Prologue of Operation White Terror


There was a victorious atmosphere in the crowded hall. The U.S. Attorney General John D. Ashcroft tightened his lips to control his smile facing the many journalists and photographers, who had shown up for this news conference. The tone in the voice of the top man in the U.S. Dept. of Justice was trembling due to the drama of his sensational presentation:

“Agents from the FBI and the DEA have for the past 14 months risked their lives. It is due to their efforts that we now have limited the ability of South American drug- and narco-terrorists to threaten American lives,” established John D. Ashcroft in his presentation to the attentive ears of the media.

The chief of the FBI, Robert S. Mueller, leaned back to receive more pats on his shoulder from the Attorney General.

“We have accomplished ‘Operation White Terror’. We have arrested four men in a 25 million dollar ‘weapons for drugs’ deal,” said Ashcroft and nodded appreciatively to his staff before he again glanced at the scribbling journalists from America’s largest newspapers and major TV-Networks.

“Two high level commanders and an intermediary from the right-wing Colombian organization AUC, who were designated a ‘terror organization’ by the U.S. State Dept. in 2001 – on Sept. 10th, were arrested in Costa Rica. They were on their way to Cuba to inspect freight containers full of Russian weapons – supplied by FBI-agents posing as Russian arms-dealers. But they only made it to Costa Rica, because the U.S. authorities prevented the deal,” he stated, and made a brief, dramatic break for affect.

“At the same hour we rang the doorbell at a modest home in Houston, where a fourth man, a Danish businessman with American/U.S. citizenship also was arrested. The FBI and DEA have made use of the anti-terror legislation and have been listening to conversations between the four arrested, read their emails and captured videos and photographed several interesting meetings concerning the exchange of Russian weapons for Colombian Cocaine and American Dollars.”

The male journalist from the Washington Post wrote on his notepad in block capitals: “THE USA THWARTS ARMS FOR DRUG DEAL”. Another reporter wrote “Terrorists behind Bars – the Terror Legislation of the USA works!”

Asa Hutchenson, the head of the American anti-drug authority DEA, complimented with satisfaction the Attorney General, chief of the trio, at the press conference.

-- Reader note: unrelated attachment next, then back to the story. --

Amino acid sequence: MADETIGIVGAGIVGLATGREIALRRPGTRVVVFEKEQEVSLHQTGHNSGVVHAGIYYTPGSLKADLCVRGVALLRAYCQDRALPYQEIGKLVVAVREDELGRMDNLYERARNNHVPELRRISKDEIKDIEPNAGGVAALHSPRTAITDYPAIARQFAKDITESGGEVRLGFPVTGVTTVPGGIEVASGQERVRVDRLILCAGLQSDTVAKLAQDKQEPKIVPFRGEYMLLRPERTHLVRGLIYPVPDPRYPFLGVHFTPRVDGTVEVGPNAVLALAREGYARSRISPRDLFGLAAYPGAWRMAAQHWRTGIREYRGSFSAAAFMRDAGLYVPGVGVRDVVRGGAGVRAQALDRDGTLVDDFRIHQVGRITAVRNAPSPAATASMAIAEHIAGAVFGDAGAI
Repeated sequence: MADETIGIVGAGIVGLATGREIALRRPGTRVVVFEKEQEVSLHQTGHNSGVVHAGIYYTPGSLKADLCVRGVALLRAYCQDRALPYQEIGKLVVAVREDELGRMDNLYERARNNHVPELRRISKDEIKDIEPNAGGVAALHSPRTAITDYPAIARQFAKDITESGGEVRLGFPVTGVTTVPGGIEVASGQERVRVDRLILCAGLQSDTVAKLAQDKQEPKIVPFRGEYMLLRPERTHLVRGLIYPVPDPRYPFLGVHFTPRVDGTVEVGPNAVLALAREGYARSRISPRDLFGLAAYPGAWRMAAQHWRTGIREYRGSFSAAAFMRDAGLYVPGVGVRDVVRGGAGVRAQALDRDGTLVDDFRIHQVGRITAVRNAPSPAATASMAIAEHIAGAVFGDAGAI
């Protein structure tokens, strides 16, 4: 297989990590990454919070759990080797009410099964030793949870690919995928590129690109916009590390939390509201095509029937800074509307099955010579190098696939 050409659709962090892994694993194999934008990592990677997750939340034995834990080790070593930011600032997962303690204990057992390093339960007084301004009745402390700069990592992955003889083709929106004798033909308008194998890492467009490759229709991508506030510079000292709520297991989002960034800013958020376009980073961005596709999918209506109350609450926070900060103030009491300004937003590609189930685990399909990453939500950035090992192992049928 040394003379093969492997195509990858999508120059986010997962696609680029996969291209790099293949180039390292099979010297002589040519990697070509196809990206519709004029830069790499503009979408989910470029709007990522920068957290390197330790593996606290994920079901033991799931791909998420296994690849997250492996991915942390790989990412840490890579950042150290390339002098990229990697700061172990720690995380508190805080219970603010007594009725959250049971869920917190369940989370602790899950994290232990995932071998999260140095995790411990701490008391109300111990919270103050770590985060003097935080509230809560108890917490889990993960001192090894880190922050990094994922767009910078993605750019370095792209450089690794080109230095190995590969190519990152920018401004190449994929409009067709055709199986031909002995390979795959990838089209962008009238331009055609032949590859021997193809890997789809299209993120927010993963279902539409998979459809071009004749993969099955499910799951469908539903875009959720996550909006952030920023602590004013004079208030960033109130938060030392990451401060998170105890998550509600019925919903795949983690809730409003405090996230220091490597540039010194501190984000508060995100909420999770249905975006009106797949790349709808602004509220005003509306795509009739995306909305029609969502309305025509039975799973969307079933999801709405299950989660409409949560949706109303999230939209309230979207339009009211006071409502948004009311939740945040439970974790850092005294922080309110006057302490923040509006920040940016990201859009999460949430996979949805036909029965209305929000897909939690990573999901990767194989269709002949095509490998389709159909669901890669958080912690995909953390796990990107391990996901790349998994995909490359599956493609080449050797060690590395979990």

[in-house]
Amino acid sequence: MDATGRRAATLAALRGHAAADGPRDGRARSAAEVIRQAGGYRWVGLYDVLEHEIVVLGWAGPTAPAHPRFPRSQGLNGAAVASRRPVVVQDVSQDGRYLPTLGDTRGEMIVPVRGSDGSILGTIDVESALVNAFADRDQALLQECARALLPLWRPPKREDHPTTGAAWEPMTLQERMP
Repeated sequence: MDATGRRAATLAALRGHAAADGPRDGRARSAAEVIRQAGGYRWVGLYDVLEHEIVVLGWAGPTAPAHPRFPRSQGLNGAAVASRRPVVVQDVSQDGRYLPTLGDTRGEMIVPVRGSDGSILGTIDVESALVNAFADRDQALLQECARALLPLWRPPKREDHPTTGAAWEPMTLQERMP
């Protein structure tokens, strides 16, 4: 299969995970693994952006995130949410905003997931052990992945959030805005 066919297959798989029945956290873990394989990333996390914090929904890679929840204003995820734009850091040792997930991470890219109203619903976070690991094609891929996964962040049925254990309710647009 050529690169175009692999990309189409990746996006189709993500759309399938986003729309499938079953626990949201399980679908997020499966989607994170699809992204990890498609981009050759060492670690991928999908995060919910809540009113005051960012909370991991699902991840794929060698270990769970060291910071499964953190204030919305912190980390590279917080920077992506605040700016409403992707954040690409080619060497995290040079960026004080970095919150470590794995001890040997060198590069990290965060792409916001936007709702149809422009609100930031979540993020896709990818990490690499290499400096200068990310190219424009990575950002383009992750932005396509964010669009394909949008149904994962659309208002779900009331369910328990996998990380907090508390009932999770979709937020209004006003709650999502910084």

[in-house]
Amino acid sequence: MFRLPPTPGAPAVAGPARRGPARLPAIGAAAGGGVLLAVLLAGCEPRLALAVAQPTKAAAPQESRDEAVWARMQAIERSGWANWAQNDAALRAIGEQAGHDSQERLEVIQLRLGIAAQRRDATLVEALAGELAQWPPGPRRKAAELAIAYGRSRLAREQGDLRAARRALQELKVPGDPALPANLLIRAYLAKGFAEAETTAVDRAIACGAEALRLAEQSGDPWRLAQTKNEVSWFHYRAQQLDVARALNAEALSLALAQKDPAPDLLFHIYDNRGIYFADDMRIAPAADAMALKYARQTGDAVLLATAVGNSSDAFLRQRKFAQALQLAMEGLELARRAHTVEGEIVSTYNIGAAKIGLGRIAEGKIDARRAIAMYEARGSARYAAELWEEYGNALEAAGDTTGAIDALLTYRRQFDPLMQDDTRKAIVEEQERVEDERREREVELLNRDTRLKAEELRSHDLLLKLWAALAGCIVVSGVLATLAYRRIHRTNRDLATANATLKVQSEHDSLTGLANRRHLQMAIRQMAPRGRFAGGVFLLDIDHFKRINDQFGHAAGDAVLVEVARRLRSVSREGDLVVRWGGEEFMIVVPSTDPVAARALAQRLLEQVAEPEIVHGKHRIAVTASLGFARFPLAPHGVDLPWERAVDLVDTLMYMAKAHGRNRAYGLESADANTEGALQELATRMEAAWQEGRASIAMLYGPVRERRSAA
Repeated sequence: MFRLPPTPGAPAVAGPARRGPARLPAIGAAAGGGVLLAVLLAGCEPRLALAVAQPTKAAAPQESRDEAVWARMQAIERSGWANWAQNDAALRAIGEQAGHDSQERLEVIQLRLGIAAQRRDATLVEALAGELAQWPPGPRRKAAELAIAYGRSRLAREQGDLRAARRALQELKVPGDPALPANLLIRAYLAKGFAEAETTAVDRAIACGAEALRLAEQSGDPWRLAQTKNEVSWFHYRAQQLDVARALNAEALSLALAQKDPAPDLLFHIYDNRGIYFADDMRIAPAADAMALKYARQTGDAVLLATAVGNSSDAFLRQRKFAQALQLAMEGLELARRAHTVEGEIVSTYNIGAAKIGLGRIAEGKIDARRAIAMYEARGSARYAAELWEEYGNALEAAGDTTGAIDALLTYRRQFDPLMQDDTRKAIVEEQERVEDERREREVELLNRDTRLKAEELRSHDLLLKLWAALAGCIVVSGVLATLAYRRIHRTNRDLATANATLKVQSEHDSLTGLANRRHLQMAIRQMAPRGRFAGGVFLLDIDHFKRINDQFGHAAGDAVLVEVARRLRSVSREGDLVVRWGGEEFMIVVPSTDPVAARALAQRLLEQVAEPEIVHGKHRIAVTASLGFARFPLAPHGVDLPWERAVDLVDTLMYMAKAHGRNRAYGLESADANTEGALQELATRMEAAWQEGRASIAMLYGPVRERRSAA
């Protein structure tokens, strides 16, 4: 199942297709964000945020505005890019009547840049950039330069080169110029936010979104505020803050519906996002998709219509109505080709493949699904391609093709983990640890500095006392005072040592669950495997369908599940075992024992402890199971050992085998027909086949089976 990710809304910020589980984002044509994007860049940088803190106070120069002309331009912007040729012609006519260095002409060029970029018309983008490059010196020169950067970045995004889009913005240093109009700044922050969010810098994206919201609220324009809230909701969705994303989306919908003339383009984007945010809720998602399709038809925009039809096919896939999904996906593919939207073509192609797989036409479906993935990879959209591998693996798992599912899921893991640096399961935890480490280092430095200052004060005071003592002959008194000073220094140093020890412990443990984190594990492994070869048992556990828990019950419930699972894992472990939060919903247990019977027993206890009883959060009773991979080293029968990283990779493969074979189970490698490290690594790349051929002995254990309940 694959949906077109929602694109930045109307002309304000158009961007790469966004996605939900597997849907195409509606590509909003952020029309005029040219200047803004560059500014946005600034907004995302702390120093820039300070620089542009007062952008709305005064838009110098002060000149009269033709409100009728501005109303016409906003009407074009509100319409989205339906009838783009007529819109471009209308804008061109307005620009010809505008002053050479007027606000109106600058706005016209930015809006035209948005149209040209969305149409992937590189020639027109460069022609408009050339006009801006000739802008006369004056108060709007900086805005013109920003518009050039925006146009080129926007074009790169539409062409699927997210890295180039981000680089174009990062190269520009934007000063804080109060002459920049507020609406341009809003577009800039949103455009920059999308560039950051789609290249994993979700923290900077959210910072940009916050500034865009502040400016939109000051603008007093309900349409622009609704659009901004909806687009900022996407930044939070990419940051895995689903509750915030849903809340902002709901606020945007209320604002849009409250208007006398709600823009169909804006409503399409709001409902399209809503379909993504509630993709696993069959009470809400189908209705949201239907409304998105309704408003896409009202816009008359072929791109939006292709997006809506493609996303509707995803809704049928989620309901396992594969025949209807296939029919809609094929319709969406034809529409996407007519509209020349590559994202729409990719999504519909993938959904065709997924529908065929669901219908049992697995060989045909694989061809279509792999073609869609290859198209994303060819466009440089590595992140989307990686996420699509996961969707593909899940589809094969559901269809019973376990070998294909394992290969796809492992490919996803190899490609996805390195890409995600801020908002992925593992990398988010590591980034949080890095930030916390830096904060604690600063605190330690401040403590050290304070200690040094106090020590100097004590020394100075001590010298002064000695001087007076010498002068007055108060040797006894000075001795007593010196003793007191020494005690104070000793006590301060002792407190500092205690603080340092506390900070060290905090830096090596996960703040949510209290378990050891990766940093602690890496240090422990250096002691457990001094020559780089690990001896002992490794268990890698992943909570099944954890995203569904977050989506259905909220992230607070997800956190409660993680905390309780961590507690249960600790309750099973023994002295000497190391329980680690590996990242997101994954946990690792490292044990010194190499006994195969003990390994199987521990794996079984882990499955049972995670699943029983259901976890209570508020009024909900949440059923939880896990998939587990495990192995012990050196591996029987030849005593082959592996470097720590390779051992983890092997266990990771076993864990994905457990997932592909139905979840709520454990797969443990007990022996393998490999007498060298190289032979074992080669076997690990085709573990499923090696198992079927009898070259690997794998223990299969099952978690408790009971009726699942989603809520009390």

“We have learned, and we have evidence, that drug-dealers and terrorists work in the same jungles, plan in the same caves and train in the same deserts.”

While Asa Hutchinson took a few seconds to look for more arguments among his notes, the FBI-chief took a chance and pointed with all his authority at the TV-cameras at the opposite end of the hall: “This is an important blow in the fight against international terror.”

Robert B. Mueller kept focusing on the camera-lenses another few seconds before he continued, in a more relaxed tone, almost smiling: “From the day the Danish businessman introduced his Colombian boss to the wrong man, we have monitored and watched this group. It is an important day today. Some of the top people in the paramilitary Colombian organizations have been unveiled when they wanted to buy Russian Weapons and pay with drugs or narcotics. This is how terrorists deal in the 21st Century.

Now we have prevented some of them doing it again…” finished the chief of the FBI, before the journalists could fire their questions at him.

The journalists were caught up in the atmosphere. Their notepads were soon filled up, – and the wide smiles of the ‘top-trio’ perpetuated forever. The four men arrested were charged with conspiracy against the USA and were risking imprisonment for life. They could also face fines of up to four million dollars for their participation in this drug deal, and slightly lesser punishment for the arms-deal participation. The crowd in the hall was absolutely convinced that this was an important capture, and an example of how the tightening by the USA against International Terror was working. About one month after the Sept. 11 attacks, the Bush Administration passed the anti-terror Patriot Act.

The Patriot Act was ensuring the Intelligence Services almost unlimited resources in the fight against terrorism, and now, about one year later, the reporters in Washington DC agreed that anyone could see the results of the law passed.

The U.S. Attorney General chose to use the same press-conference to reveal that two Pakistanis and an American had been charged with providing material support to the terror organization ‘Al Queda’. This statement, that those two incidents were mentioned in the same breath, further dramatized the atmosphere among the many reporters at this conference.

The news of the day about the capture of the four ‘weapons-for-drugs’ dealers was underlining the decision to fight any form of terrorism with all available means.

At the same time the journalists in Costa Rica where cheering when their Secretary of Justice (the Costa Rican Attorney General) Rogelio Ramos was showing off his smile of triumph at his press-conference in San Jose, reporting how they had prevented a large ‘weapons-for-drugs-deal’ by arresting three Colombians in the parking lot of the classy Hotel Marriott Costa Rica in San Antonio de Belen.

While this case took up newspaper columns and TV- and Radio minutes in the USA, Colombia, Costa Rica – and Denmark, the Danish businessman Uwe Jensen did not totally understand why the FBI rang his doorbell, put him in handcuffs and took him away to a Federal Detention Center in Houston, TX.

Uwe Jensen could not imagine, that his German friend had been acting as if in a comedy, and had been the snitch in a well-planned trap in cooperation with the FBI and the DEA.

The fact was, that there were no drugs, and the weapons did not exist as promoted by the FBI.

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